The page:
• Liability insurance ensures that the company will pay for damages to your home or possessions.
  • Worker’s compensation insurance holds the company responsible, not you, if an employee is injured while working on the job. Not only does this protect you, hiring a contractor with its employee’s best interest in mind means they are more likely to follow safety guidelines.

Being bonded essentially means that whomever you hire has a line of credit in place that will guarantee that any work contracted will be completed or, if they are unable to perform the work, the bond issuer will reimburse you. Being bonded also means the company complies with permit regulations required to complete the job.”

IS Your Service Provider a Licensed, Bonder and Insured Tree Service provider?

“Insurance requirements will also vary from state to state. For example, in Minnesota, any business performing work on a tree over 12 feet tall must have workman’s compensation insurance. In Massachusetts, a landscaper’s insurance covers only 10 feet above the ground and is different from policies that specifically cover tree work.

Although every state has different requirements for licensed tree contractors, just as with any kind of service on your property, hiring a licensed, bonded contractor will protect you—and them—from potential injury or property damages.”

  • Spokane, Washington – “Under Spokane Municipal Code (SMC) Section 10.25.010, a Commercial Tree Service License is required for any person or entity retained or hired to perform work on street trees in the City of Spokane Right-of-Way (ROW) or on public trees as defined in SMC 12.02.952.”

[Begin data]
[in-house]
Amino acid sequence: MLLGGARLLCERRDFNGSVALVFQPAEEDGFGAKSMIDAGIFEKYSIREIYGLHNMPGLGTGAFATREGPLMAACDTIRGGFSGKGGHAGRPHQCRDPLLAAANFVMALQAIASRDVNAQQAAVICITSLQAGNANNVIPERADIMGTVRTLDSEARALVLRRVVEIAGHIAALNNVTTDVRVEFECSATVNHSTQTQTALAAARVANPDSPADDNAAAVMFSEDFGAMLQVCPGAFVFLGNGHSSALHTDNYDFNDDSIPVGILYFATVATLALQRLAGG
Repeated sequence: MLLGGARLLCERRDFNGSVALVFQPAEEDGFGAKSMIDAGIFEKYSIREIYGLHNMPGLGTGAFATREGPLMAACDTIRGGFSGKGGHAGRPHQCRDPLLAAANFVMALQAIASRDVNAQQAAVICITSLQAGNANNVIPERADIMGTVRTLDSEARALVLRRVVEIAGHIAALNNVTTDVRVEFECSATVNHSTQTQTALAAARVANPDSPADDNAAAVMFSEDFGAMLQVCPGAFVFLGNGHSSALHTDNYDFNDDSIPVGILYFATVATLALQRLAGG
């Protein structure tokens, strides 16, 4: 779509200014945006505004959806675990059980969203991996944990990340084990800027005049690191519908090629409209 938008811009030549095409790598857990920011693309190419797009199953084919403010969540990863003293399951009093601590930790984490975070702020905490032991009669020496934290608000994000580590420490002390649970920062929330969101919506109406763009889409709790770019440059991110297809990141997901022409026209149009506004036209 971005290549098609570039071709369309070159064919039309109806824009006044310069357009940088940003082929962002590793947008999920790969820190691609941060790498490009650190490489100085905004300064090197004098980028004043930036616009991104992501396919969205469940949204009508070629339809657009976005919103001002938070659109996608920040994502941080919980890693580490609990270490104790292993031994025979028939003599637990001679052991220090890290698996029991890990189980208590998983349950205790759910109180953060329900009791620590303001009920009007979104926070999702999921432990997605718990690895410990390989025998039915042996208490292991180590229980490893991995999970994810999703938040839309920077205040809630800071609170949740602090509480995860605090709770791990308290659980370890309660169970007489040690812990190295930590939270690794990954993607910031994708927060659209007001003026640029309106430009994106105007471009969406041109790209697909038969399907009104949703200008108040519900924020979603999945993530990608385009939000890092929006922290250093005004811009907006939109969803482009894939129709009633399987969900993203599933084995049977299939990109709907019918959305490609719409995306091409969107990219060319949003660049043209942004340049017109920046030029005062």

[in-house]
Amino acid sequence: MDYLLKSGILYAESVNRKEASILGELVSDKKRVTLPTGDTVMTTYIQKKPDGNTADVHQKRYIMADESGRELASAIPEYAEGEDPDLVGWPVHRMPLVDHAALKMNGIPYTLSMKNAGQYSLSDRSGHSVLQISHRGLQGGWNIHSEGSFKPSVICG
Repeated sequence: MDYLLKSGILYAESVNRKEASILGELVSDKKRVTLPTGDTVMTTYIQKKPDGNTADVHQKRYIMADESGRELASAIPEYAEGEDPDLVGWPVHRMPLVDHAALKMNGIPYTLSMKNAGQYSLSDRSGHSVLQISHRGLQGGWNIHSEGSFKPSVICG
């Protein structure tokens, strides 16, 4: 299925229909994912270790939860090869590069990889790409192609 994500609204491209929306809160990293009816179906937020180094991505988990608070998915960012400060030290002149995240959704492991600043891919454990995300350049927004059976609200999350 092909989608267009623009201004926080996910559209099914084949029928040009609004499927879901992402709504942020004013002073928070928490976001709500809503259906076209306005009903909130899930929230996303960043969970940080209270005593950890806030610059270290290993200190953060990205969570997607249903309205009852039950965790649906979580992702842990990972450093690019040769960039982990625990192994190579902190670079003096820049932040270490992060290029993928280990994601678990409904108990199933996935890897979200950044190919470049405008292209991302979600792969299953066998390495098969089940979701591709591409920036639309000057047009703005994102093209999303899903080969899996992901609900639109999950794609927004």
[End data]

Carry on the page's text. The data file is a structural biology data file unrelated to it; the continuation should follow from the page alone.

Commercial Tree Service License Application 

Urge the Seattle City Council at Tues. March 29th meeting to pass CB 120207 to regulate tree service providers

URGE THE SEATTLE CITY COUNCIL TO PASS COUNCIL Council Bill 120207 

THIS TUES MARCH 29th

Dear TreePAC supporters,
Last Wednesday, the Seattle City Council Land Use Committee passed a key component in our effort to update Seattle’s Tree Protection Ordinance. All 5 committee members voted to forward Council bill 120207 – An ordinance relatng to land use and urban forestry adding a tree service provider registration procedure and requirement to the full City Council for a vote on Tuesday, March 29 starting at 2 PM.
This ordinance update is needed to help stop illegal tree removal in the city and to ensure that Tree Care Providers are knowledgeable of the existing tree code and regulations. If operating out of compliance, they will face fines for violations and after 2 violations are prohibited from working in the city for a year. The companies must be registered also as contractors with the state, carry adequate insurance and have workers compensation for their employees in case they are injured on the job.

Click on the link above to send a pre-written e-mail that you can edit.

The Seattle Department of Transportation has required such registration for nine years for contractors working on street trees. Spokane Washington also requires registration for all Tree Service Providers working on public trees.